Neal Pollard

Greek Triple jumper, Voula Papachristou tweeted herself right out of a spot in the 2012 Olympics in London.  What she said was only 15 words long, followed by three exclamation points.  But the racial overtones of her statement were enough to get her ousted from the games.  At first she sloughed it off, but then she issued a series of apologies.  None were enough to save her from being banned.

In the long ago, King David prayed, “Set a guard, O Lord, over my mouth; Keep watch over the door of my lips” (Ps. 141:3).  This should be the daily prayer we all pray.  With twitter, Facebook, and other social media proliferating our words, this prayer extends to the words we type as well as speak.  We have become too comfortable with unguarded mouths and unwatched lips.  The damage of that is immeasurable.

Please give me a mouth guard when teaching or preaching.  May I give careful thought to say what is accurate and biblically true (cf. Js. 3:1).  May I humbly correct (2 Tim. 2:25), preach with great patience (2 Tim. 4:2), and speak the truth in love (Eph. 4:15).  May I neither add to nor take away from that Holy Word (cf. Rev. 22:18-19).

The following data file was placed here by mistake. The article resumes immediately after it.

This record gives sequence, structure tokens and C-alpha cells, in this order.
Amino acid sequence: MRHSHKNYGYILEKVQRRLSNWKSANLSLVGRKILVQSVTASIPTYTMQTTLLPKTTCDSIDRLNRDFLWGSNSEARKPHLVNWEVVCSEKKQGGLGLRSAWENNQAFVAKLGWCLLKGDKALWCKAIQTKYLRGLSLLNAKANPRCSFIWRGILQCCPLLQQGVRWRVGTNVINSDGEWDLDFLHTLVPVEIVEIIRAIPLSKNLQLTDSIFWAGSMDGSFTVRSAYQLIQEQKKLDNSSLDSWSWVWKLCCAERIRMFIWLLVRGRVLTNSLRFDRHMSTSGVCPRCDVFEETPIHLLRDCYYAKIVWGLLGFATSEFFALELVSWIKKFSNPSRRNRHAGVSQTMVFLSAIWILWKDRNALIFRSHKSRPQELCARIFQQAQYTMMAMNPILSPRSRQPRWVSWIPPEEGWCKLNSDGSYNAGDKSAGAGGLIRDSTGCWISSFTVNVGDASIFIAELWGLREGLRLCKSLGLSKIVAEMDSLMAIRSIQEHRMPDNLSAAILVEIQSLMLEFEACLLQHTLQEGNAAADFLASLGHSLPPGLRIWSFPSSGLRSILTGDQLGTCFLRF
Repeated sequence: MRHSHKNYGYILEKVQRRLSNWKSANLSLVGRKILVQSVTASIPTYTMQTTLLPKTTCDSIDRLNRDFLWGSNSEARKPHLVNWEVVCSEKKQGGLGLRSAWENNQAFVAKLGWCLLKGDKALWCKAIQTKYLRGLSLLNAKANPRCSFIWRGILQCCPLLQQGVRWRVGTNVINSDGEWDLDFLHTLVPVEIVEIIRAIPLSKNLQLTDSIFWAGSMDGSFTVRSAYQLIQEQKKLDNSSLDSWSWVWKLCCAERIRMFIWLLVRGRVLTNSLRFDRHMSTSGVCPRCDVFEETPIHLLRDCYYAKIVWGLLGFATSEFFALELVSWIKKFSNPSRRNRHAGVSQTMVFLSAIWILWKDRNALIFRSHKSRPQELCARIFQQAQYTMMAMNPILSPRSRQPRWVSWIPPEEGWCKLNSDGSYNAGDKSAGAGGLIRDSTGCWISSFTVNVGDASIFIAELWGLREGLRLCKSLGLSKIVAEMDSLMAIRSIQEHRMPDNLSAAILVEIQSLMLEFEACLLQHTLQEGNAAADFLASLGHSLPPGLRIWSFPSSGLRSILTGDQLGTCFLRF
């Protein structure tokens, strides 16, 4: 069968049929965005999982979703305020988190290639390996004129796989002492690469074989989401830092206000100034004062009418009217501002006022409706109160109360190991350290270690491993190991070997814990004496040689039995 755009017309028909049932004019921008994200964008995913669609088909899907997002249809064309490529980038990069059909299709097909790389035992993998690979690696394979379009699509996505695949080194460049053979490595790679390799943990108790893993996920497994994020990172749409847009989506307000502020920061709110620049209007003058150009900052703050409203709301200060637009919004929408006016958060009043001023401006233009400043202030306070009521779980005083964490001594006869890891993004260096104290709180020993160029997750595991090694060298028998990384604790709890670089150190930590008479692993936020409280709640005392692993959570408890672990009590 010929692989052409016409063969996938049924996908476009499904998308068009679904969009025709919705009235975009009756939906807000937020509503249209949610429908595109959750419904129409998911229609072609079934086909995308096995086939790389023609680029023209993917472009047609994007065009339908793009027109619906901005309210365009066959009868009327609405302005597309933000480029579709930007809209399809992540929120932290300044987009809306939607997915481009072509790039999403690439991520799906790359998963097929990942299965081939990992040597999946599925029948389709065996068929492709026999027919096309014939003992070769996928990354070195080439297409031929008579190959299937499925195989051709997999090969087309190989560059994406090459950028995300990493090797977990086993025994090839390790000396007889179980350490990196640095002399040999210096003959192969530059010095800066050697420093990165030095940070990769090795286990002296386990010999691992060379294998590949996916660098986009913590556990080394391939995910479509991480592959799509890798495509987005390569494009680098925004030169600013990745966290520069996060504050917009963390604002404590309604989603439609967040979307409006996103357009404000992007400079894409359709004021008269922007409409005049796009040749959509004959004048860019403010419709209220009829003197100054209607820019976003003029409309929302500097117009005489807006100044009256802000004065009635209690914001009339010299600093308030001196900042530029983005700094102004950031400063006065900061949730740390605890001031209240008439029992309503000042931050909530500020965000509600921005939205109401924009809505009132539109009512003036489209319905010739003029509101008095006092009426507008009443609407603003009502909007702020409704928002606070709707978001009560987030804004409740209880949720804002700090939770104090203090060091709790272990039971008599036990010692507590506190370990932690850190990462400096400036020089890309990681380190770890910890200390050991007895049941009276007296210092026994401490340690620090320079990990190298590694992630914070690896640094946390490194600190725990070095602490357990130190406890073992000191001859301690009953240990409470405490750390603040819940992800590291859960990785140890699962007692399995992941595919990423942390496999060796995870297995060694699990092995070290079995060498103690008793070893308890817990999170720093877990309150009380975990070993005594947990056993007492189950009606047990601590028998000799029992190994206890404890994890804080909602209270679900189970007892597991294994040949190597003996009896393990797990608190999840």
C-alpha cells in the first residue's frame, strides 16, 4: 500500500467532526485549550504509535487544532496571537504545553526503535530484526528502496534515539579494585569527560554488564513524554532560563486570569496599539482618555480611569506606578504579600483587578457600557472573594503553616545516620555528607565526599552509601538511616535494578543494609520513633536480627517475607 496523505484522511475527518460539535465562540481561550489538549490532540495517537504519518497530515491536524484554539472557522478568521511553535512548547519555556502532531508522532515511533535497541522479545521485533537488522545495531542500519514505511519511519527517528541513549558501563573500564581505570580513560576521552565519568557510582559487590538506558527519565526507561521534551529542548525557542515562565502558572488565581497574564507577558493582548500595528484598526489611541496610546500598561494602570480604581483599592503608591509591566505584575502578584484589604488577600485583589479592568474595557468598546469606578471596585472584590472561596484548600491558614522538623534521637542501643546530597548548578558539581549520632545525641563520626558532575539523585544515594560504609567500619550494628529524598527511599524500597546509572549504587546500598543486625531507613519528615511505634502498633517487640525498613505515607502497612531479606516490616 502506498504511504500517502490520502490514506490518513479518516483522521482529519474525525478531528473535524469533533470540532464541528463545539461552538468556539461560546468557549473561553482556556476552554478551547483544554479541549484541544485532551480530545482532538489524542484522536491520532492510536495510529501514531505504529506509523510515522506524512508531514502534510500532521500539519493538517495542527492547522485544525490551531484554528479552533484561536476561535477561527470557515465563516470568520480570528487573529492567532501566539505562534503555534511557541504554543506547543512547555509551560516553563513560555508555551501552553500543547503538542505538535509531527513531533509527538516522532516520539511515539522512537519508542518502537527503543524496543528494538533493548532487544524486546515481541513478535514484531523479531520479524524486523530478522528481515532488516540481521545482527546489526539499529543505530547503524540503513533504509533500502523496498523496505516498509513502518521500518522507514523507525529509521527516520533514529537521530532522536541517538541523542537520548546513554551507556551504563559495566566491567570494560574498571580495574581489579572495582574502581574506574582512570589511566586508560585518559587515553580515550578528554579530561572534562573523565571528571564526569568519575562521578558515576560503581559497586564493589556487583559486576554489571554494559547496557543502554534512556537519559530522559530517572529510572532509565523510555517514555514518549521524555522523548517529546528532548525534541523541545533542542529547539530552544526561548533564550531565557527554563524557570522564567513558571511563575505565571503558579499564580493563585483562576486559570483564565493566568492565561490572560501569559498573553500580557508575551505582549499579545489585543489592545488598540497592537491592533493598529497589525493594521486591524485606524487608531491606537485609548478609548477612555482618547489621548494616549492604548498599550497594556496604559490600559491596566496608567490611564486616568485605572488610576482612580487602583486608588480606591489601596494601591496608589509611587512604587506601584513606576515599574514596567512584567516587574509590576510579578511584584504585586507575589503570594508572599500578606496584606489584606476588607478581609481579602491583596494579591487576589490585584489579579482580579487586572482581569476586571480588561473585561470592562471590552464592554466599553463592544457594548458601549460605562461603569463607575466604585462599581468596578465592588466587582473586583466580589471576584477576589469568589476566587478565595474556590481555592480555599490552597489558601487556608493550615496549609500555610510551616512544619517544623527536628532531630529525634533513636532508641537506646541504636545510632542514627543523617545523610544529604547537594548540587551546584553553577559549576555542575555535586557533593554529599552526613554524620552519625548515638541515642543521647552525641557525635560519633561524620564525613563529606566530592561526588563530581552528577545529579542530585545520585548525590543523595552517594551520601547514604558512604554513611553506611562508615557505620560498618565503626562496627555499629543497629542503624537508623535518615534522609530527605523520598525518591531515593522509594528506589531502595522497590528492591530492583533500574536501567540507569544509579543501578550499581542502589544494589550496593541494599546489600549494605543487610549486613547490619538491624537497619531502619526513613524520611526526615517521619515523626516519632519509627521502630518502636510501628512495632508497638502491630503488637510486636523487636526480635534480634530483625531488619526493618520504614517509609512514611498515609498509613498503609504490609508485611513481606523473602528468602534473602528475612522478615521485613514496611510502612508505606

Please give me a mouth guard when speaking to the lost.  May my speech be always with grace, seasoned with salt (Col. 4:6).  May it be sound speech beyond reproach (Ti. 2:8), exemplary speech (1 Ti. 4:12), bold to share Jesus but gentle, patient, and kind (2 Ti. 2:24-26).

Please give me a mouth guard when speaking to other Christians.  May my words sustain weary brethren (Isa. 50:4).  May my words, filtered through thorough self-examination, gently restore the erring (Gal. 6:1). May it be what is good for necessary edification, that it may impart grace to the hearers (Eph. 4:29).  May I reprove and rebuke (2 Ti. 4:2), moved by transparent, known love and care (cf. 1 Pe. 2:17).

Please give me a mouth guard when speaking to my family.  May I not treat them more harshly than I treat strangers, speaking cruel, bitter, or hateful words to them (cf. Eph. 6:4; Col. 3:19).  May I not neglect to speak wholesome, encouraging words to them. May I shudder to neglect speaking constantly to them of spiritual things (Dt. 6:1-6).

Voula is paying for her reckless speech.  My fervent prayer is that I may avoid that fate eternally.  Jesus says our every word will be judged (Mt. 12:36-37).  Lord, please give me a mouth guard!


  1. Great sermon to develop and very needed! God help us all and always to be slow to speak and to pray for mercy over ill spoken words.

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